The trial design appears sensible, although timing of recruitment in relation to stated inclusion criteria are not compatible. The decision to only recruit surviving infants that tolerated milk by day 7 (had that been followed) potentially excludes the highest risk infants, and needs to be taken into account when assessing generalizability. However the median ages of recruitment given in Table II suggest that these criteria were not enrollment criteria, and this perhaps make the data more generalizable.
When considering study effect, NEC rate of 18% in the placebo group is higher than in many units, and in all the currently included studies in the Cochrane review reporting NEC as outcome. For units considering whether and how their own babies may benefit from probiotic use this is highly relevant. The number of infants that are exposed to an intervention for one infant to gain benefit (the number needed to treat) is dependent on the background rate of the disease that is being modulated. Thus, units with a very much lower incidence of NEC would see many more infants treated before benefit was gained. This affects how units with lower background rates of NEC could expect a similar approach to impact on their own units.
The presentation and analysis of the data is slightly complex but justified given the four groups in the study. All treated infants are together compared to placebo, and then individual groups are both compared to placebo and other groups. This allows potentially ‘hidden’ effects from the initial combined approach in one group to be explored, and allows more precision about the prebiotic and probiotic effects. In the subgroup analyses it is evident that for the primary outcome (NEC), probiotic receipt is the key factor, and that addition of prebiotics does not affect this in any direction. However there are potential growth benefits seen with the synbiotic group over the probiotic group alone. Although the authors do not emphasize this point given the association between growth and longer-term outcomes, this is a potentially important finding unless the association is explained by chance.10
The final analysis is of any probiotic receipt against none. This is a pragmatic analysis that acknowledges that the majority of the effect appears to be due to probiotic receipt (since prebiotic alone does not reach significance for NEC), and that this study then adds important data to the probiotic question alone. However, the prebiotic element of this study is what separates it from most other probiotic studies. This specific prebiotic (inulin) alone does not reduce NEC or proven late onset sepsis, nor do infants receiving it as symbiotic treatment with Bifidobacterium lactis gain additional reduction in these outcomes.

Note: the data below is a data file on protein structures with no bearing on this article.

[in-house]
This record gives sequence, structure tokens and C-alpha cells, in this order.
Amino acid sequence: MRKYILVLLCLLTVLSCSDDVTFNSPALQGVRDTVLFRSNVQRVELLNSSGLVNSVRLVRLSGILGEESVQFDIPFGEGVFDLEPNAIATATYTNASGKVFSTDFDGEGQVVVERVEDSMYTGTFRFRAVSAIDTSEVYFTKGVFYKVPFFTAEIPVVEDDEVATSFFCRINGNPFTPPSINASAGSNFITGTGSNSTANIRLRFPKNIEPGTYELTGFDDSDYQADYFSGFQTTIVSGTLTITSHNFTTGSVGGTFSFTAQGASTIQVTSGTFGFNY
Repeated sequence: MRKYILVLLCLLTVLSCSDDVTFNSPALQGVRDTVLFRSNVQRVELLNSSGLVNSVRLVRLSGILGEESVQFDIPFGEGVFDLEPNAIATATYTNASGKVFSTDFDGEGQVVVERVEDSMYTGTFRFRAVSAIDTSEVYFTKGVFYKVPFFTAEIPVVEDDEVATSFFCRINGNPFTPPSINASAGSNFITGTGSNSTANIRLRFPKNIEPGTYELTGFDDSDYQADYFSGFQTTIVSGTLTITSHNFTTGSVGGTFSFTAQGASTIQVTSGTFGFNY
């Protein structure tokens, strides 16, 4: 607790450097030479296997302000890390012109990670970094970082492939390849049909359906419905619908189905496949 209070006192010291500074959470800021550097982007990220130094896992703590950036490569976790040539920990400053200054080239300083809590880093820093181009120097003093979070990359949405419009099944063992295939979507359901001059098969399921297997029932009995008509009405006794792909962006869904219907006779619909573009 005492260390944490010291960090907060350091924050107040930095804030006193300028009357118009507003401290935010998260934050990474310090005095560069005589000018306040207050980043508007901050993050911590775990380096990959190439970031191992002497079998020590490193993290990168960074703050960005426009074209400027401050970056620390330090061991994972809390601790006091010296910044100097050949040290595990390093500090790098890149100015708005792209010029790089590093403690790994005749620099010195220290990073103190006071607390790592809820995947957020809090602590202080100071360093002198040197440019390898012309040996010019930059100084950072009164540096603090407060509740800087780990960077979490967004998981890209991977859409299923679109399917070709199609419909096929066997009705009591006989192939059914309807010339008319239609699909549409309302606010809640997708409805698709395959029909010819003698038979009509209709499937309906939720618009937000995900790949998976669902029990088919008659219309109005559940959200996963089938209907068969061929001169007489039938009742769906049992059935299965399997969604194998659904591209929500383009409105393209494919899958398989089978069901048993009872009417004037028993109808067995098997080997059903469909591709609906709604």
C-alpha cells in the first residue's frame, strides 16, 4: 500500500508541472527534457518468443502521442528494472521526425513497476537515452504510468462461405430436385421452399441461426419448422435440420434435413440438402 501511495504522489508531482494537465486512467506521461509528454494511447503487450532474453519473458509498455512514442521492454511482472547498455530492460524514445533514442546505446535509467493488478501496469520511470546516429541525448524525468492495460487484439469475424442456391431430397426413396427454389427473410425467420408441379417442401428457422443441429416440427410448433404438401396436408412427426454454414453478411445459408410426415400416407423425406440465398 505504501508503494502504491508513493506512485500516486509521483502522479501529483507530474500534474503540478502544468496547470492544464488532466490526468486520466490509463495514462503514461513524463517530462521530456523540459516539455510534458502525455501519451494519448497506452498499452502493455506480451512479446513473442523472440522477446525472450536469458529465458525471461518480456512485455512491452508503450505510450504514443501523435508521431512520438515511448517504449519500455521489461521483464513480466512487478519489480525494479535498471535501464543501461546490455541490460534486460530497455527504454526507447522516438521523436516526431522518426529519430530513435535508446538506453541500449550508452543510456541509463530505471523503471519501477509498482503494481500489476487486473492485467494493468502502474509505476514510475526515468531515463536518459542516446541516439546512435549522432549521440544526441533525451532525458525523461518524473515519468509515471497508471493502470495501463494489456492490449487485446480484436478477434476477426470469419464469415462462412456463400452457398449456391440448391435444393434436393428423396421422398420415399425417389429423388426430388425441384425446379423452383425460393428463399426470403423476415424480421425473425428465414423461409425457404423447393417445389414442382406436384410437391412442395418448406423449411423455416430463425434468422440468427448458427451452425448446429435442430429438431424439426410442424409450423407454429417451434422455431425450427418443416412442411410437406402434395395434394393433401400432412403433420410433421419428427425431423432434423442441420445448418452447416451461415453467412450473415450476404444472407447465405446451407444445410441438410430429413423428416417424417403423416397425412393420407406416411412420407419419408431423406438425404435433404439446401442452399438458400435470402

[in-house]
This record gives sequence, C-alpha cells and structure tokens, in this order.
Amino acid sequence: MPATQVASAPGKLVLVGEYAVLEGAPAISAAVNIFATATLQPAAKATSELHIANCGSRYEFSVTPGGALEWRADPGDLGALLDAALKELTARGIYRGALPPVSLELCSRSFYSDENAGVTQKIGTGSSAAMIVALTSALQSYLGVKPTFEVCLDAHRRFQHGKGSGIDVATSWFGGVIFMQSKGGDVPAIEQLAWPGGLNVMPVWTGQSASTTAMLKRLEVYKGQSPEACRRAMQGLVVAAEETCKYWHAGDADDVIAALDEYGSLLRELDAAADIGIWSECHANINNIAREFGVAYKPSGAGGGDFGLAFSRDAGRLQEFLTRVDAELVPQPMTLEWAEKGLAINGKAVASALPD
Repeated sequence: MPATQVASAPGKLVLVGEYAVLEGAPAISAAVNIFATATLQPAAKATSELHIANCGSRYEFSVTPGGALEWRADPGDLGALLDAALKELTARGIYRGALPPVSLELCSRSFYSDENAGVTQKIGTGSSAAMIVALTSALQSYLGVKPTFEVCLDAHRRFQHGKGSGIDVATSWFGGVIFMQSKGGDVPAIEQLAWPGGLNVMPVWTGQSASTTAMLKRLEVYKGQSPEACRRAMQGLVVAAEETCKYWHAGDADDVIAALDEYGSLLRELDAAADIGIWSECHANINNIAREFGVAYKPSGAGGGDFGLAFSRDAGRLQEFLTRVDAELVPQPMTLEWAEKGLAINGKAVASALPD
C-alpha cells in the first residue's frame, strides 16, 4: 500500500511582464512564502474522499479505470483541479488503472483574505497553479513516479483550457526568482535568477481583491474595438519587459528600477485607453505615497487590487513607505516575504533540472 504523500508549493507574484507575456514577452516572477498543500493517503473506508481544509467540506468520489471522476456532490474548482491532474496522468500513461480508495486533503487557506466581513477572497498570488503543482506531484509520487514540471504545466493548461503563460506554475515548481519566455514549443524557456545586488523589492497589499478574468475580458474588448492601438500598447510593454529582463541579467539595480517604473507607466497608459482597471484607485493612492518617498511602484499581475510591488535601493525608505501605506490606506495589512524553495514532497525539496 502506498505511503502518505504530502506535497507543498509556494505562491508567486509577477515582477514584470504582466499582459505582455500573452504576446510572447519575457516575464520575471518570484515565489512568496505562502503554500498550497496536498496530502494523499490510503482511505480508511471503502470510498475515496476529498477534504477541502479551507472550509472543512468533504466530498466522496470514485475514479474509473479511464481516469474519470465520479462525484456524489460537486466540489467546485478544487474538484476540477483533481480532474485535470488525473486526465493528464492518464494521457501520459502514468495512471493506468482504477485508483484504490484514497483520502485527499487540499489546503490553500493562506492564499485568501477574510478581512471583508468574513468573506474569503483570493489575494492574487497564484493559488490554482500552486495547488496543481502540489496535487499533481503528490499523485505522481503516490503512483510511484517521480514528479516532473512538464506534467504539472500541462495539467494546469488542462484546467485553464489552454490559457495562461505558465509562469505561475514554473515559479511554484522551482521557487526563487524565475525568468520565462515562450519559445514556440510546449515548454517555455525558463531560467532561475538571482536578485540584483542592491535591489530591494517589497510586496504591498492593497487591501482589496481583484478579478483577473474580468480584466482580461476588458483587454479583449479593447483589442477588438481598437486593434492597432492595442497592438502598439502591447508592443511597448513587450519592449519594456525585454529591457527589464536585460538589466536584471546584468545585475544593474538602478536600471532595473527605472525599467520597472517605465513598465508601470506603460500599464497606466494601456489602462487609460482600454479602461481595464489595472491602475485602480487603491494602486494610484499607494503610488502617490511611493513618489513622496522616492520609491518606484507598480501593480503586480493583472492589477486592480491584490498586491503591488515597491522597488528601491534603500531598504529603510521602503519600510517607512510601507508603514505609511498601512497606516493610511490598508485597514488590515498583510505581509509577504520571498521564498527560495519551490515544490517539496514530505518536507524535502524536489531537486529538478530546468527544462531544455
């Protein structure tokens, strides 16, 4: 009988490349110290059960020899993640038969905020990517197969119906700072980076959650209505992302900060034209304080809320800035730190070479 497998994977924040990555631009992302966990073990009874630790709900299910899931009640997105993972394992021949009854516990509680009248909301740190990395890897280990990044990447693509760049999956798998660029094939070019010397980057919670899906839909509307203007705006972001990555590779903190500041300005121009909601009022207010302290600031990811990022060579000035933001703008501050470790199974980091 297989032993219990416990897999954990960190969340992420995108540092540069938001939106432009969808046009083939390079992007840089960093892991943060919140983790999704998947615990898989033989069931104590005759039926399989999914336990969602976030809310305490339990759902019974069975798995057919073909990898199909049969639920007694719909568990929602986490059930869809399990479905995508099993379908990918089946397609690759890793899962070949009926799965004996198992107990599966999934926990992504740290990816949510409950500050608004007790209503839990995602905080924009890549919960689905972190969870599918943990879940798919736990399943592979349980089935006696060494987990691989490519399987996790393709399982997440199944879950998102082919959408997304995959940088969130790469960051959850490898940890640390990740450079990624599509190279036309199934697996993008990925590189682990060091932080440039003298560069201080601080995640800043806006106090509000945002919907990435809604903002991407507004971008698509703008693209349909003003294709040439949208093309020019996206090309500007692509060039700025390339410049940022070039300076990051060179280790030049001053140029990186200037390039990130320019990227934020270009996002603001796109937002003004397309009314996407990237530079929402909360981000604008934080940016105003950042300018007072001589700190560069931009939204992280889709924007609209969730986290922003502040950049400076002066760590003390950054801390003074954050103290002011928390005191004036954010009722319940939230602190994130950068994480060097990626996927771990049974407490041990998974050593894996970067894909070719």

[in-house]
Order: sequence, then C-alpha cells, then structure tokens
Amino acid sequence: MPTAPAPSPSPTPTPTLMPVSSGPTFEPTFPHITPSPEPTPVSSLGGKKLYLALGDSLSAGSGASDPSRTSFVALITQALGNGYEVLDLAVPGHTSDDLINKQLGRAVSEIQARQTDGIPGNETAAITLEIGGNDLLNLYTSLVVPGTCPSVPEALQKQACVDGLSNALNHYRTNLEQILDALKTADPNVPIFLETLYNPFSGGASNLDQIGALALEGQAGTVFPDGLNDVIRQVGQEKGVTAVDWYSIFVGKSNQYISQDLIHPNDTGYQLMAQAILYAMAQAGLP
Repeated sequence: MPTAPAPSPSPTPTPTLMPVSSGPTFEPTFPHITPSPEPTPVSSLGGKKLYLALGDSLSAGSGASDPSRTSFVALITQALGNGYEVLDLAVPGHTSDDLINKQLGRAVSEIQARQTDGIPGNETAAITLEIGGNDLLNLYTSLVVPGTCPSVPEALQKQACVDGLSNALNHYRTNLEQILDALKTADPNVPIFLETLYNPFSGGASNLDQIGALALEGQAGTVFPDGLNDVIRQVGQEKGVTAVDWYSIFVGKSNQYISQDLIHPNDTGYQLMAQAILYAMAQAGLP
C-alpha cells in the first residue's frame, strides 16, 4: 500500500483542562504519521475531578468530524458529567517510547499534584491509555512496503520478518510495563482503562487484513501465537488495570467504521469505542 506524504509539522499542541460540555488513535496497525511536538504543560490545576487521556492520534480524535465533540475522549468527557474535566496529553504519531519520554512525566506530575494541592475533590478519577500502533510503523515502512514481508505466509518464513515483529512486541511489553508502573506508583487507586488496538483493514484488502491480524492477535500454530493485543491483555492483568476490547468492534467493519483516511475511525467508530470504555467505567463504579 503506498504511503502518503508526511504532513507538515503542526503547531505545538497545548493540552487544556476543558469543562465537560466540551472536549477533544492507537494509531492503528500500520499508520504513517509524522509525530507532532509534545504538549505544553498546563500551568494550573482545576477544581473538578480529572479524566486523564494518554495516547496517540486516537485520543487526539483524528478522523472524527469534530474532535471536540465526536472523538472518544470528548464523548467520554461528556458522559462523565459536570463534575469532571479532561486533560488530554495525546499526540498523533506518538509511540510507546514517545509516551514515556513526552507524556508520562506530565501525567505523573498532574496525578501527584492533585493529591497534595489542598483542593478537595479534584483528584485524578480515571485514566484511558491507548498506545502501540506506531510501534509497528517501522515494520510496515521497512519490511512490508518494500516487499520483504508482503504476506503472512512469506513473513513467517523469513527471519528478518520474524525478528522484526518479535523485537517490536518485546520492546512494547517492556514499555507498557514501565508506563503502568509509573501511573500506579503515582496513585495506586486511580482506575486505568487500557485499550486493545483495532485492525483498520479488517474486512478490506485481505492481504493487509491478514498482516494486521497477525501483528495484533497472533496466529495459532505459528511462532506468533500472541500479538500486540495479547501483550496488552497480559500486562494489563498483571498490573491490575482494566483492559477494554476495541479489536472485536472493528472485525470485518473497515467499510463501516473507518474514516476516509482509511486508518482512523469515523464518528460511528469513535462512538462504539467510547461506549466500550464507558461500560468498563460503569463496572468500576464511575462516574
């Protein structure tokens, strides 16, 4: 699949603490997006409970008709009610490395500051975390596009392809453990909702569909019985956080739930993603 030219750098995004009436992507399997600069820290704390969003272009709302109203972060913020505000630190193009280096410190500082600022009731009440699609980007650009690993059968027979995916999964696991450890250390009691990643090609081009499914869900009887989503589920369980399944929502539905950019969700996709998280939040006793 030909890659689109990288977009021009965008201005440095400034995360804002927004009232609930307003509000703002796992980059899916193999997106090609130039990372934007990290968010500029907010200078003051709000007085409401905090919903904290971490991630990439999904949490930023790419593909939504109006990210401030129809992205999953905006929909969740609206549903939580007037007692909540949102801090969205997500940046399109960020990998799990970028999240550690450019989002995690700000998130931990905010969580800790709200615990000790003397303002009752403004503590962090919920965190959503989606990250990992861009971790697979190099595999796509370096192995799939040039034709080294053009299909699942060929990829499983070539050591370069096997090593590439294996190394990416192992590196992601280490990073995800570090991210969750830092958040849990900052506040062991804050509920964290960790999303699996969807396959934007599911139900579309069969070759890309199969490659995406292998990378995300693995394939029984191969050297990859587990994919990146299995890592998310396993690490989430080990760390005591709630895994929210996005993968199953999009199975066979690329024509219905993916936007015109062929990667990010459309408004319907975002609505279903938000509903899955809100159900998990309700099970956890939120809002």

This study adds further support to those who argue for the administration of probiotics to reduce NEC but does not support inulin supplementation as an additional strategy for this purpose. Given the strength of support in the current Cochrane review, it is surprising that more units have not already started to use them. Important regulatory issues remain in many countries and these coupled with ongoing and perhaps unanswerable questions around which specific combination in which dose is ‘best’ remain reasons why individual babies and families are still not uniformly able to access probiotics. The lack of long term data on infants exposed to probiotics (or prebiotics) and the possible effects on growth (as alluded to by this data), allergy or other potentially micriobiomically modulated areas of health remain relatively poorly explored. Given the prophylactic nature of this treatment, many individuals are exposed to it who would never have developed the disease, making long term follow up of these cohorts important.